• 40. Theall B, Alcaide P. The heart under pressure: immune cells in fibrotic remodeling.Curr Opin Physiol. 2022; 25:100484. doi: 10.1016/j.cophys.2022.100484CrossrefMedlineGoogle Scholar
    • 41. Kanisicak O, Khalil H, Ivey MJ, Karch J, Maliken BD, Correll RN, Brody MJ, Lin SCJ, Aronow BJ, Tallquist MD, et al. Genetic lineage tracing defines myofibroblast origin and function in the injured heart.Nat Commun. 2016; 7:12260. doi: 10.1038/ncomms12260CrossrefMedlineGoogle Scholar
    • 42. Reichardt IM, Robeson KZ, Regnier M, Davis J. Controlling cardiac fibrosis through fibroblast state space modulation.Cell Signal. 2021; 79:109888. doi: 10.1016/j.cellsig.2020.109888CrossrefMedlineGoogle Scholar
    • 43. Ivey MJ, Kuwabara JT, Pai JT, Moore RE, Sun Z, Tallquist MD. Resident fibroblast expansion during cardiac growth and remodeling.J Mol Cell Cardiol. 2018; 114:161–174. doi: 10.1016/j.yjmcc.2017.11.012CrossrefMedlineGoogle Scholar
    • 44. Farhood B, Najafi M, Mortezaee K. CD8+ cytotoxic T lymphocytes in cancer immunotherapy: a review.J Cell Physiol. 2019; 234:8509–8521. doi: 10.1002/jcp.27782CrossrefMedlineGoogle Scholar
    • 45. Axelrod ML, Meijers WC, Screever EM, Qin J, Carroll MG, Sun X, Tannous E, Zhang Y, Sugiura A, Taylor BC, et al. T cells specific for α-myosin drive immunotherapy-related myocarditis.Nature. 2022; 611:818–826. doi: 10.1038/s41586-022-05432-3CrossrefMedlineGoogle Scholar
    • 46. Abbate A, Kontos MC, Grizzard JD, Biondi-Zoccai GGL, Van Tassell BW, Robati R, Roach LM, Arena RA, Roberts CS, Varma A, et al; VCU-ART Investigators. Interleukin-1 blockade with anakinra to prevent adverse cardiac remodeling after acute myocardial infarction (Virginia Commonwealth University Anakinra Remodeling Trial [VCU-ART] pilot study).Am J Cardiol. 2010; 105:1371–1377.e1. doi: 10.1016/j.amjcard.2009.12.059CrossrefMedlineGoogle Scholar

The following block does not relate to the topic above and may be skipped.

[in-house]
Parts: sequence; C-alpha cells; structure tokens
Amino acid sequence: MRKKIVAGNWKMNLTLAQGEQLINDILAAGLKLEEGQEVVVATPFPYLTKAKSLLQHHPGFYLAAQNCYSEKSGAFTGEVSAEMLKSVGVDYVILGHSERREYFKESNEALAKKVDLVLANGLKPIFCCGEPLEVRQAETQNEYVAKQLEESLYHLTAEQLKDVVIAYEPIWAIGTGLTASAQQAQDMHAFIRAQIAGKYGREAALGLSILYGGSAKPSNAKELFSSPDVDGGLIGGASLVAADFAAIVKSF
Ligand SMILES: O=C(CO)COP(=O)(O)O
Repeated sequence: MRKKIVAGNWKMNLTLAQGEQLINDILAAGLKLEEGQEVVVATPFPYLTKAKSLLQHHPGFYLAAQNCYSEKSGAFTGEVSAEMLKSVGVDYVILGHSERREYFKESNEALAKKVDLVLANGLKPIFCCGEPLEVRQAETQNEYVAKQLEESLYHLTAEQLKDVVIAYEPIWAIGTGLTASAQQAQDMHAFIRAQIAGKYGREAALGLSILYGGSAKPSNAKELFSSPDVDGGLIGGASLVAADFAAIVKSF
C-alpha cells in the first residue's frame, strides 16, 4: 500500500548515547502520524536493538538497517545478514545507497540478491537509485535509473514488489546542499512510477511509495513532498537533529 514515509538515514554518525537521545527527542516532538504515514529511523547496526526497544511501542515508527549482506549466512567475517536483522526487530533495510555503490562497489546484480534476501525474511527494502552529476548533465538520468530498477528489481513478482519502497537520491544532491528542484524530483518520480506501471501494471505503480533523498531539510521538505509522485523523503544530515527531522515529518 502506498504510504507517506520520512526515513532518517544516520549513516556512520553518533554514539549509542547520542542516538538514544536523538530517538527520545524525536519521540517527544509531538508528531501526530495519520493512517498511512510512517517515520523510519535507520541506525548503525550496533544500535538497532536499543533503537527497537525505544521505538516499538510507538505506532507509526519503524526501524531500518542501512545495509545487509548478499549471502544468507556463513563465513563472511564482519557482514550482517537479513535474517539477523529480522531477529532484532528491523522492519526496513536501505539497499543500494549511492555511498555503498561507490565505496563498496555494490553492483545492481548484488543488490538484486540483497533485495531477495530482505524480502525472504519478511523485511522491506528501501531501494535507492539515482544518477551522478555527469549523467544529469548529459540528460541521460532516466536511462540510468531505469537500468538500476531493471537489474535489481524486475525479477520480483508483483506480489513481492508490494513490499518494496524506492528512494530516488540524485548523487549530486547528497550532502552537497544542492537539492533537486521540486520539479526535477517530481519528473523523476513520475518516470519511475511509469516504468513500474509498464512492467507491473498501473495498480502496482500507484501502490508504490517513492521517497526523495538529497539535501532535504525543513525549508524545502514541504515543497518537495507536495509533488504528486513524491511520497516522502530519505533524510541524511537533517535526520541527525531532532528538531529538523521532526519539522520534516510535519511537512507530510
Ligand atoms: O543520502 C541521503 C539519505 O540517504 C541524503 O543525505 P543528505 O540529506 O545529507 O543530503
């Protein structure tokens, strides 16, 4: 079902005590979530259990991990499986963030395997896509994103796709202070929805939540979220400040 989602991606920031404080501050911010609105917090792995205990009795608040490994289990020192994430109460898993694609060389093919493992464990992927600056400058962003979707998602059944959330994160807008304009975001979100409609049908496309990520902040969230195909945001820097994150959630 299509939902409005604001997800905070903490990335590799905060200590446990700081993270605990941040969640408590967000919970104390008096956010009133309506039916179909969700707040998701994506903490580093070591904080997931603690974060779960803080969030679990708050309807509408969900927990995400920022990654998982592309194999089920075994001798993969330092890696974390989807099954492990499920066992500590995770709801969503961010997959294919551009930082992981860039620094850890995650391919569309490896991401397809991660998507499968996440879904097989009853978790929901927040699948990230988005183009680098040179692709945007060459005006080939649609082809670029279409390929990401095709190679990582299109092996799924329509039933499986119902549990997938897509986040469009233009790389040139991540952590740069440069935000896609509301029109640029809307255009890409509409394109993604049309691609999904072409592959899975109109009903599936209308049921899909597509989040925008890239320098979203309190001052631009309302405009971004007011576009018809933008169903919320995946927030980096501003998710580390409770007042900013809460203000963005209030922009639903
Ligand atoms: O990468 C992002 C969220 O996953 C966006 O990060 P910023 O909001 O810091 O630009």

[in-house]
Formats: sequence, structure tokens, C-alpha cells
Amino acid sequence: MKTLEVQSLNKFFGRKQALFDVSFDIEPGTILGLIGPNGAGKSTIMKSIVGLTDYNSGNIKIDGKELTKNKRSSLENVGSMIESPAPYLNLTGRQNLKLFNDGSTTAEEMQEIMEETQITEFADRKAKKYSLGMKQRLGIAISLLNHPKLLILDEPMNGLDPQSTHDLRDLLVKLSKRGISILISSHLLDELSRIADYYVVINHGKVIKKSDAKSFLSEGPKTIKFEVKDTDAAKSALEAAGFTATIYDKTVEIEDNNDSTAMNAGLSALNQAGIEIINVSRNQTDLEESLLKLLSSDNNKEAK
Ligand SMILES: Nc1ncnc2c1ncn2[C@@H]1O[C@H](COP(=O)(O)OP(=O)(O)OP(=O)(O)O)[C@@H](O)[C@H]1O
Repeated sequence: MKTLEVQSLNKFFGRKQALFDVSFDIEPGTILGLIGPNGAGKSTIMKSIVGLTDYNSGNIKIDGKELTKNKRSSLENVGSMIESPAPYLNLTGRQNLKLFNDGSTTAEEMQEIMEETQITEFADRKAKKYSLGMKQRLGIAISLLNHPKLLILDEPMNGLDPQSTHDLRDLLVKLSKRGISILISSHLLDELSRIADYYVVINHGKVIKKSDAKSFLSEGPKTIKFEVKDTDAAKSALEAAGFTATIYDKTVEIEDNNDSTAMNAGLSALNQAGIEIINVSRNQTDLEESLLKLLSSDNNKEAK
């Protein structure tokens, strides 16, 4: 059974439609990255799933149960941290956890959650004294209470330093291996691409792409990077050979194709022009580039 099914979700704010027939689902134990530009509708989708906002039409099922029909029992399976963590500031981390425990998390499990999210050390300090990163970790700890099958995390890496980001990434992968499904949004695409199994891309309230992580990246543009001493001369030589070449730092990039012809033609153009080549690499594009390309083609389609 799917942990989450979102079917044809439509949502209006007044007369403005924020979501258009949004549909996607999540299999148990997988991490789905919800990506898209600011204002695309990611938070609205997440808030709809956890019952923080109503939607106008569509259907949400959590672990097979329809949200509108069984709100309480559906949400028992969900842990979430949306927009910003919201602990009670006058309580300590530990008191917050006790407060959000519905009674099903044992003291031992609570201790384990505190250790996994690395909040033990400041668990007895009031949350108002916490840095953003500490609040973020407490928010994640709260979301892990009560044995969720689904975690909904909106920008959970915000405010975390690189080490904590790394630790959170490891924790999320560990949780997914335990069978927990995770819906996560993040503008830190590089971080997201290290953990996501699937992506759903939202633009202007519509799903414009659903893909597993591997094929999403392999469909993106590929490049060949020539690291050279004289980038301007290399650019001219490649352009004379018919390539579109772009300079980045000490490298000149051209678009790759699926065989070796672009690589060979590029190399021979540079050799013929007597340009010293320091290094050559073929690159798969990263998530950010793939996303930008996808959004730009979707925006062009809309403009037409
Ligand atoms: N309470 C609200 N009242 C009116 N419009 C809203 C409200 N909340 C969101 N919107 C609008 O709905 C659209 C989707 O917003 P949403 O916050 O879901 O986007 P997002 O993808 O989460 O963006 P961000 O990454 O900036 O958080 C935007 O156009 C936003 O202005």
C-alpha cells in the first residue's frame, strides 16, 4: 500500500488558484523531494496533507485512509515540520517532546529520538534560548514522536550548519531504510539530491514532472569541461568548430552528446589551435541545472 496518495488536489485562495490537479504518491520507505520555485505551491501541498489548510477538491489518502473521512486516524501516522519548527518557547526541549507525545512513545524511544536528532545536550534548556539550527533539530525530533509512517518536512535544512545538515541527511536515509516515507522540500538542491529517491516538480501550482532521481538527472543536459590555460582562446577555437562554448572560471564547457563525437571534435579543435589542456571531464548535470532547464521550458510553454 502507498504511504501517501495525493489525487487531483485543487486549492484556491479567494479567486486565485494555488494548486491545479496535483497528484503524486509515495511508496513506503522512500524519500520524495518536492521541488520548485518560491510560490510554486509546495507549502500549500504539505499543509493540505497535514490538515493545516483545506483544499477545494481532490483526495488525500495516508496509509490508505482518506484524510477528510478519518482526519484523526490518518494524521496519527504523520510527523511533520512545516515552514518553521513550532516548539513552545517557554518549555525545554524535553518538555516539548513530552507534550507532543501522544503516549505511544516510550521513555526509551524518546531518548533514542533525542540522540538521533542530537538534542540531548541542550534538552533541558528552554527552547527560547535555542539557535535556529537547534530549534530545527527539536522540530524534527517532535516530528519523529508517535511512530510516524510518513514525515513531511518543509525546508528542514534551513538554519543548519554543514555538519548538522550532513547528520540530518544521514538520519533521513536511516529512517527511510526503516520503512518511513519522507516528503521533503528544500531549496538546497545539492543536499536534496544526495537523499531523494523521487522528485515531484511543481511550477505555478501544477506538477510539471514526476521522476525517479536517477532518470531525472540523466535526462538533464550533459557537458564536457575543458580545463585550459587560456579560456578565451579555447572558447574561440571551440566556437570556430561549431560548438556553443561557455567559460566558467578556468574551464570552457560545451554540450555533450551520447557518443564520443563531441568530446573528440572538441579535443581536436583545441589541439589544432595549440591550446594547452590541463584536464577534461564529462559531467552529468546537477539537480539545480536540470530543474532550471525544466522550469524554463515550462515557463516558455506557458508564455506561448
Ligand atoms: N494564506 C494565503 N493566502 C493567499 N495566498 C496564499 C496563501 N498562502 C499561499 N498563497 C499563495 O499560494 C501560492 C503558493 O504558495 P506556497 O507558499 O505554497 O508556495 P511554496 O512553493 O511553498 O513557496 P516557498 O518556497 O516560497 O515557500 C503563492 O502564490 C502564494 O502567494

• 47. Richards DA, Aronovitz MJ, Calamaras TD, Tam K, Martin GL, Liu P, Bowditch HK, Zhang P, Huggins GS, Blanton RM. Distinct phenotypes induced by three degrees of transverse aortic constriction in mice.Sci Rep. 2019; 9:5844. doi: 10.1038/s41598-019-42209-7CrossrefMedlineGoogle Scholar
    • 48. Carrillo-Salinas FJ, Anastasiou M, Ngwenyama N, Kaur K, Tai A, Smolgovsky SA, Jetton D, Aronovitz M, Alcaide P. Gut dysbiosis induced by cardiac pressure overload enhances adverse cardiac remodeling in a T cell-dependent manner.Gut Microbes. 2020; 12:1–20. doi: 10.1080/19490976.2020.1823801CrossrefMedlineGoogle Scholar
    • 49. Kaur K, Velázquez FE, Anastasiou M, Ngwenyama N, Smolgovsky S, Aronovitz M, Alcaide P. Sialomucin CD43 plays a deleterious role in the development of experimental heart failure induced by pressure overload by modulating cardiac inflammation and fibrosis.Front Physiol. 2021; 12:780854. doi: 10.3389/fphys.2021.780854CrossrefMedlineGoogle Scholar
    • 50. Hao Y, Hao S, Andersen-Nissen E, Mauck WM, Zheng S, Butler A, Lee MJ, Wilk AJ, Darby C, Zager M, et al. Integrated analysis of multimodal single-cell data.Cell. 2021; 184:3573–3587.e29. doi: 10.1016/j.cell.2021.04.048CrossrefMedlineGoogle Scholar
    • 51. Anastasiou M, Newton GA, Kaur K, Carrillo-Salinas FJ, Smolgovsky SA, Bayer AL, Ilyukha V, Sharma S, Poltorak A, Luscinskas FW, et al. Endothelial STING controls Tcell transmigration in an IFN-I dependent manner.JCI Insight. 2021; 6:e149346. doi: 10.1172/jci.insight.149346CrossrefMedlineGoogle Scholar


    eLetters should relate to an article recently published in the journal and are not a forum for providing unpublished data. Comments are reviewed for appropriate use of tone and language. Comments are not peer-reviewed. Acceptable comments are posted to the journal website only. Comments are not published in an issue and are not indexed in PubMed. Comments should be no longer than 500 words and will only be posted online. References are limited to 10. Authors of the article cited in the comment will be invited to reply, as appropriate.

    Comments and feedback on AHA/ASA Scientific Statements and Guidelines should be directed to the AHA/ASA Manuscript Oversight Committee via its Correspondence page.